HONG KONG – Hong Kong roads were filled of protesters, mostly students who demand absolute democracy against People’s Republic of China on Monday.
China rules Hong Kong under a “one country, two systems” formula that accords the territory limited democracy. This formula guarantees Hong Kong a high degree of autonomy and freedoms not enjoyed in mainland China, with universal suffrage set as an eventual goal.
However, Beijing last month rejected demands for people to freely choose the city’s next leader, prompting threats from activists to shut down the Central business district.
China wants to limit 2017 elections to a handful of candidates loyal to Beijing. Its insistence on using a committee to screen candidates on the basis of their patriotism to China- similar to the one that currently hand-picks Hong Kong’s leaders- has stoked fears among pro-democracy groups that Hong Kong will never get genuine democracy.
Although the protest has been spearheaded largely by student activists, it has gathered momentum among a broad range of people from high school students to the elderly. Protesters also occupied streets in other parts of Hong Kong island including the upscale shopping area of Causeway Bay as well as across the harbour in densely populated MongKok on the Kowloon peninsula.
“We need to strike for freedom and for our democracy. We’ve come to Mongkok because it’s very dangerous now in Central and Admiralty,” 20-year-old student Calvin Chan told AFP.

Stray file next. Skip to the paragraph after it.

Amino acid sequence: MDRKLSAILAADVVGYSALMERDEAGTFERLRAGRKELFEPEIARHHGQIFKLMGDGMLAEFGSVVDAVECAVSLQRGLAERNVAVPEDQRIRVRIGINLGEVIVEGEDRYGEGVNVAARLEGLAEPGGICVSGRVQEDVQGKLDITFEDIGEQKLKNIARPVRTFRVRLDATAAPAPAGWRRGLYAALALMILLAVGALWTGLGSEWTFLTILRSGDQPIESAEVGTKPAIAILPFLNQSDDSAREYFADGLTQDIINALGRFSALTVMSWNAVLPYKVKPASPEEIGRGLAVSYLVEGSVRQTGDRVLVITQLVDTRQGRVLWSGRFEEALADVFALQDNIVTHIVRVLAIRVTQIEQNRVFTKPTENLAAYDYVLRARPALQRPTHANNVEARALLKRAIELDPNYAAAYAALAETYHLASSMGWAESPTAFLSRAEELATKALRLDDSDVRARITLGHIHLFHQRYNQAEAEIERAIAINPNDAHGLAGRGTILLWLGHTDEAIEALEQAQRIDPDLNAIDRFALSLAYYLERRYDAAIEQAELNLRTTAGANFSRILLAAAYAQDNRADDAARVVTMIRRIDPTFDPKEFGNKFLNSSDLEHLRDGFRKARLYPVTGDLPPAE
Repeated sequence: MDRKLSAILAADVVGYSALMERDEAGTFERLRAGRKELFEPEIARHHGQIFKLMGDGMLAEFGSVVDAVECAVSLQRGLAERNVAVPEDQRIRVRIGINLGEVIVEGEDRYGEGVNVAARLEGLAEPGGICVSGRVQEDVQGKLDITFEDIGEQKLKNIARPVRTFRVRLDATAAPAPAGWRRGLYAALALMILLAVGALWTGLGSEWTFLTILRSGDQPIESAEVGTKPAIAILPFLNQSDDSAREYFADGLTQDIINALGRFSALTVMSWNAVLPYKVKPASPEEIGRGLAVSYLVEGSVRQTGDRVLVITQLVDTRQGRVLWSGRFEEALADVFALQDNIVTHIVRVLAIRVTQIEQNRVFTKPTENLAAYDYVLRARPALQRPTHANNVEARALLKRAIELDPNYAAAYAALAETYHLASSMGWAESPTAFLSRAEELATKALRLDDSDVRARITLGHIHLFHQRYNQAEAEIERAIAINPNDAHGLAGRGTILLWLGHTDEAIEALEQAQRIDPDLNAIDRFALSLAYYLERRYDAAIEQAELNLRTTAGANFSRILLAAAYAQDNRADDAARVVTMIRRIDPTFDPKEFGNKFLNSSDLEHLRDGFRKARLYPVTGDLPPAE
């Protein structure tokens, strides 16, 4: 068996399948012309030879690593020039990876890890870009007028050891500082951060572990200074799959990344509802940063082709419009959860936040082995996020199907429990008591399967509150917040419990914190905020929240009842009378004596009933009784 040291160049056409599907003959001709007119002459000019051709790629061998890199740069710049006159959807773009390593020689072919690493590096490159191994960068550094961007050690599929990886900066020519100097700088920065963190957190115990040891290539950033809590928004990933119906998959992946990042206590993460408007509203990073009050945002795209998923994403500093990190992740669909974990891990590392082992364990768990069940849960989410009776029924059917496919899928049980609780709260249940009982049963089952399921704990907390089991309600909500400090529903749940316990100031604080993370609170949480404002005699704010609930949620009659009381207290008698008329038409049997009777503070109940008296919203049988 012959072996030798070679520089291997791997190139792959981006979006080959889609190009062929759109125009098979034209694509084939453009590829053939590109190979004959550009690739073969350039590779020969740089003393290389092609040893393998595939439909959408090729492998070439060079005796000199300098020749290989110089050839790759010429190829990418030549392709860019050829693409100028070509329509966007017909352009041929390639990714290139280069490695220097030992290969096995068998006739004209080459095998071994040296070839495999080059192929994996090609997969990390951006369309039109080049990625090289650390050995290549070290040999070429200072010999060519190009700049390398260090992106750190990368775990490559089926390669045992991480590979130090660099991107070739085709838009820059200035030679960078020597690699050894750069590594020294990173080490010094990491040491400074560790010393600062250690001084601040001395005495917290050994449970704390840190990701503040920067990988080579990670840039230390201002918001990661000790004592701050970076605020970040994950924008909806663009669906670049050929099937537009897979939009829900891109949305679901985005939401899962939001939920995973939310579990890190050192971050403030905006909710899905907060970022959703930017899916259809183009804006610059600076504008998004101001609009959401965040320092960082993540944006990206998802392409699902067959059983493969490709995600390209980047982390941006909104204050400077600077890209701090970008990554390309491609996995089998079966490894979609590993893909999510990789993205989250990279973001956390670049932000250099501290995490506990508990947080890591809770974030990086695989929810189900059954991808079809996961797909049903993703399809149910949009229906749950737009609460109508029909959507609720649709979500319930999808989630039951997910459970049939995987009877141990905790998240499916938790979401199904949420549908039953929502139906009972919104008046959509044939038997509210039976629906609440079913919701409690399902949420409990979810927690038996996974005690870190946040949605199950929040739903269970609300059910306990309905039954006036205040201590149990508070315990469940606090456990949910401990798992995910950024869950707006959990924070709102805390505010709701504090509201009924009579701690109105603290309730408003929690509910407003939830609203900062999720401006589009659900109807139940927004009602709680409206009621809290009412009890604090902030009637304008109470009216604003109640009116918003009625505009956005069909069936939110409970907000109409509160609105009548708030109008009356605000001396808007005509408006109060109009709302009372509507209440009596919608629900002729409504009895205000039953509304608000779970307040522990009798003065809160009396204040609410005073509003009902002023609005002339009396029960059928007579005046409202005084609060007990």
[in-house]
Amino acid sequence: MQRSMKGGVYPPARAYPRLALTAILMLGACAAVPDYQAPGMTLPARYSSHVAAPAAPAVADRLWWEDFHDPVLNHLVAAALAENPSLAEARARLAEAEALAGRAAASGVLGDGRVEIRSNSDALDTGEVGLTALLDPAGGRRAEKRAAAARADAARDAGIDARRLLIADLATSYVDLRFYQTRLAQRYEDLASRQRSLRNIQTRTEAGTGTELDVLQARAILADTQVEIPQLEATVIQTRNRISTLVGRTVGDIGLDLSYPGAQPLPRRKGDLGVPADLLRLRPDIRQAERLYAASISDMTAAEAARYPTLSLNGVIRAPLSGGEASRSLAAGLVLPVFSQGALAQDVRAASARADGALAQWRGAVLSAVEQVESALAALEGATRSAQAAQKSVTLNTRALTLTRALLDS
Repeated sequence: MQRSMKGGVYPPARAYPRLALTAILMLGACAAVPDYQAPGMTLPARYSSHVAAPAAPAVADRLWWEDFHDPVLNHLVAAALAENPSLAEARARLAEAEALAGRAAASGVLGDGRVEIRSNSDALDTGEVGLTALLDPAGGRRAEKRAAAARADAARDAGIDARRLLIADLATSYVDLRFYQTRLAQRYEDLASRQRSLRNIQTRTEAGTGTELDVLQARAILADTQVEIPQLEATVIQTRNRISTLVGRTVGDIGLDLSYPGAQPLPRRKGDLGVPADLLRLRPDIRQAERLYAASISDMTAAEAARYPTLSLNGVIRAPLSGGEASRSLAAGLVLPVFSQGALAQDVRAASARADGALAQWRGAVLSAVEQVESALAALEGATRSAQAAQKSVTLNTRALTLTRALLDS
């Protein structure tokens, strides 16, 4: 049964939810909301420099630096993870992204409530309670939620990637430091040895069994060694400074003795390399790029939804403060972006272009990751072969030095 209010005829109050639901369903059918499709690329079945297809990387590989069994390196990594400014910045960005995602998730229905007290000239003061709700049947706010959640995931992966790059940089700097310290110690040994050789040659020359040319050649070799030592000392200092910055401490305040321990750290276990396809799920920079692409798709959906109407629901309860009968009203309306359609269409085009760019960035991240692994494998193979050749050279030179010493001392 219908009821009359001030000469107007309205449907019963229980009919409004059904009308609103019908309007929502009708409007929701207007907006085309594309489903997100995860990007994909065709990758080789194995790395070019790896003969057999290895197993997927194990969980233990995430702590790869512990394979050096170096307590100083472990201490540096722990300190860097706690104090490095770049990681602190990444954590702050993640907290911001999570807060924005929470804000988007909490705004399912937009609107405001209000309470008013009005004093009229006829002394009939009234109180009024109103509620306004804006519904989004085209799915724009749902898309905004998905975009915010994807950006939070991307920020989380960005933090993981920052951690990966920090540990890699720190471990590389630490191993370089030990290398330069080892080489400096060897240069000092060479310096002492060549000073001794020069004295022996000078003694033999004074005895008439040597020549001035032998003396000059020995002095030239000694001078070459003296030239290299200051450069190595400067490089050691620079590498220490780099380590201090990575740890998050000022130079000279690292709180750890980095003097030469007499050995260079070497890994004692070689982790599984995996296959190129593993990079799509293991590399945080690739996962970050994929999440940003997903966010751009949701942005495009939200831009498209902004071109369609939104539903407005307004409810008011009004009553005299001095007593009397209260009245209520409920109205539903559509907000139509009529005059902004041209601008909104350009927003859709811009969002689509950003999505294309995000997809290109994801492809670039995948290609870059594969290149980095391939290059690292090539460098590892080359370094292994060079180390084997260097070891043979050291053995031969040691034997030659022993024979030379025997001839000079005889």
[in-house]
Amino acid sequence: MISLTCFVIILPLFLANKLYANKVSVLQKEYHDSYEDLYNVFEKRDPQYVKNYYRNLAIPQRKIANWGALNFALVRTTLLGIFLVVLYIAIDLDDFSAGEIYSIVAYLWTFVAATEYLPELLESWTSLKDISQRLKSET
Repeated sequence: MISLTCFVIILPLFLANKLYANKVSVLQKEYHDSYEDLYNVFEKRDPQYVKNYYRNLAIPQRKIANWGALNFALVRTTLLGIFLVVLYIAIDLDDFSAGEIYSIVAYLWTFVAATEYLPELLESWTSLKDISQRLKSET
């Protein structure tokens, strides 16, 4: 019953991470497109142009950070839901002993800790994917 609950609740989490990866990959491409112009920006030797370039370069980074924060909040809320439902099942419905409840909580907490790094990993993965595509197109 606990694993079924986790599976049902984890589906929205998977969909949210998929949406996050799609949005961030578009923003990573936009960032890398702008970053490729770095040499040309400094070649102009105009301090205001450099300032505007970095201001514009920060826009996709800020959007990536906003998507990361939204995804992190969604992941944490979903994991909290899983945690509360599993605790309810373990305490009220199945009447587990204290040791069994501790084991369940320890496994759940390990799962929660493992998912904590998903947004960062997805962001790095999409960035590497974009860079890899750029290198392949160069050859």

As riot police withdrew on Monday, weary protesters slept beside roads or sheltered from the sun beneath umbrellas, which have become a symbol of what some are calling the “Umbrella Revolution”.
“Yes, it’s going to get violent again because the Hong Kong government isn’t going to stand for us occupying this area,” Nicola Cheung, 18-year-old student from Baptist University said. “We are fighting for our core values of democracy and freedom, and that is not something violence can scare us away from,” she added.
Meanwhile, the protests are expected to escalate on Oct. 1, China’s National Day holiday, with residents of the nearby former Portuguese enclave of Macau planning a rally. Pro-democracy supporters from other countries are also expected to protest, causing Beijing further embarrassment.
The movement represents one of the biggest threats for Beijing’s Communist Party leadership since its bloody 1989 crackdown on pro-democracy student protests in and around Tiananmen Square.
ARCHIE FAYE V. BELCHES
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